Chelsea Flower Show

Some things never change. The Chelsea Flower Show was crowded and there was, to my way of thinking, too much emphasis on hard landscaping rather than plants. Refreshments are priced just right if you're a sheikh or a Russian oligarch. The gardens look much smaller than they do on the television.

As ever, though, there were plenty of attractive plants and gardens. I hate to think that gardening is subject to fashion but it is. This year, the fashion seems to be for foxgloves. Well, I certainly won't complain about that! They're such beautiful flowers and very attractive to bees. In fact, one of the most noticeable things about Chelsea was the large number of bees – and no wonder, with all those foxgloves, thistles and lavender.

If the Meteorological Office had got things right for once, we'd have been drenched yesterday evening. Fortunately for the bees and us, they got it wrong.

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Hampton Court Flower Show

Perhaps I'm just an old curmudgeon but it seems to me that the Royal Horticultural Society's flower show at Hampton Court Palace encapsulates all that is worst in modern gardening. I'm glad I managed to see all this on my television set rather than making a trip there, especially as the RHS has a history of trapping people in the carpark for hours.

Rather as the Turner Prize has dispensed with talent (and indeed art) in favour of brain-dead gimickry, the Hampton Court flower show has largely relegated flowers to a secondary role supporting hard landscaping, rust and an almost complete lack of imagination.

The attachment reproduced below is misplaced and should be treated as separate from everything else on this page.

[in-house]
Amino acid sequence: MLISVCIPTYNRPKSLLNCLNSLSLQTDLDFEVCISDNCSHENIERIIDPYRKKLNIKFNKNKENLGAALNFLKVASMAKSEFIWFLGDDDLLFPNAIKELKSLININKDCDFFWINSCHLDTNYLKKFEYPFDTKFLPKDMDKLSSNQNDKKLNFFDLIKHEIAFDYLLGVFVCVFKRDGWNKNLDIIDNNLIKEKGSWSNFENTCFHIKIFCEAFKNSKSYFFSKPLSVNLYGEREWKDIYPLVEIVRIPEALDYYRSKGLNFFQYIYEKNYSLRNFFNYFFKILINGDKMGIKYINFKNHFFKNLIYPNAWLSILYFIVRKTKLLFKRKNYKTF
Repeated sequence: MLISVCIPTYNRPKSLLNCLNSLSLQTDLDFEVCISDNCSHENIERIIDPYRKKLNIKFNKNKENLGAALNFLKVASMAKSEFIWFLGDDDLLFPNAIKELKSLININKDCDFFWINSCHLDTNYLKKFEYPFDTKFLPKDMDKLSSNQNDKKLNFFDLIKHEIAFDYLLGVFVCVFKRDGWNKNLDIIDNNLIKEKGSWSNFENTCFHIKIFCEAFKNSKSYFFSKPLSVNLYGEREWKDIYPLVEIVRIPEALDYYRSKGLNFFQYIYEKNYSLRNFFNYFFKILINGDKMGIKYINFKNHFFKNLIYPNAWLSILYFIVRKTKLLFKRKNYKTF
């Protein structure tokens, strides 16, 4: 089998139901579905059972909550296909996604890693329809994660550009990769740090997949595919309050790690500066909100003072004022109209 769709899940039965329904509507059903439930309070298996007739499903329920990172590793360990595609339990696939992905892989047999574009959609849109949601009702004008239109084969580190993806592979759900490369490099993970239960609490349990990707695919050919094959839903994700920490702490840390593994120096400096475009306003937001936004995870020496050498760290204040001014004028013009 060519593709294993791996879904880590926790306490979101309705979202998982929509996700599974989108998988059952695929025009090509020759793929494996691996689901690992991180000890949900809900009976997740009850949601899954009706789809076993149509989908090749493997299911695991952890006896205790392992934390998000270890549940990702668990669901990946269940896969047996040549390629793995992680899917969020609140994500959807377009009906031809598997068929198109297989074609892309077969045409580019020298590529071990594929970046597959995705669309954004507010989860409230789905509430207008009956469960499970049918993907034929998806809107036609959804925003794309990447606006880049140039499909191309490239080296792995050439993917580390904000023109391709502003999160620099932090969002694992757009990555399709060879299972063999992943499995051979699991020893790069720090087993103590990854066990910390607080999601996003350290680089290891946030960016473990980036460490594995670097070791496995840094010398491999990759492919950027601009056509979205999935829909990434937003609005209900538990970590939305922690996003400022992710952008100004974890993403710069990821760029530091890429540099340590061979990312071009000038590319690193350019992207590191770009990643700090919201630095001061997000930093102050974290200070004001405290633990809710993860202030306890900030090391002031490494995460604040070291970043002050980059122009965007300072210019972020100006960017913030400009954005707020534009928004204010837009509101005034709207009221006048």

I particularly disliked the Russian Museum Garden which is completely charmless and utterly fails to evoke the spirit of St Petersburg. The Azorean Garden reminds me of nothing so much as tiramasu. Riot of Colour and Do Not Adjust Your Set are hymns in praise of the subjugation of nature by urban grunge. 

Gluttons for punishment can see what the show has to offer here.

 

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The Lemon Groves of Richmond upon Thames

They used to call it Global Warming until some of us pointed out it was getting bloody cold. So now they call it Climate Change and every time there is a change in the weather (and British weather is always unpredictable) they point to it as proof of their hypotheses.

I prefer to be more cautious in my judgement and, since we could certainly benefit from some warmer and dryer weather at the moment, let us hope that there is some truth in the predictions of Climate Change. Perhaps the picture above is evidence of it: a ripe and fragrant lemon from my garden in Richmond upon Thames. My sister gave me the tree a few years ago and it has been enjoying the English climate ever since (rather more than I have, I suspect). Not for one minute has it been kept inside or protected from the elements.

I live in hope of seeing lemon groves planted on the slopes of Richmond Hill, gaily adorned by flocks of ring-necked parakeets (which, although they are a common sight in Richmond, have at present few lemon trees on which to perch).

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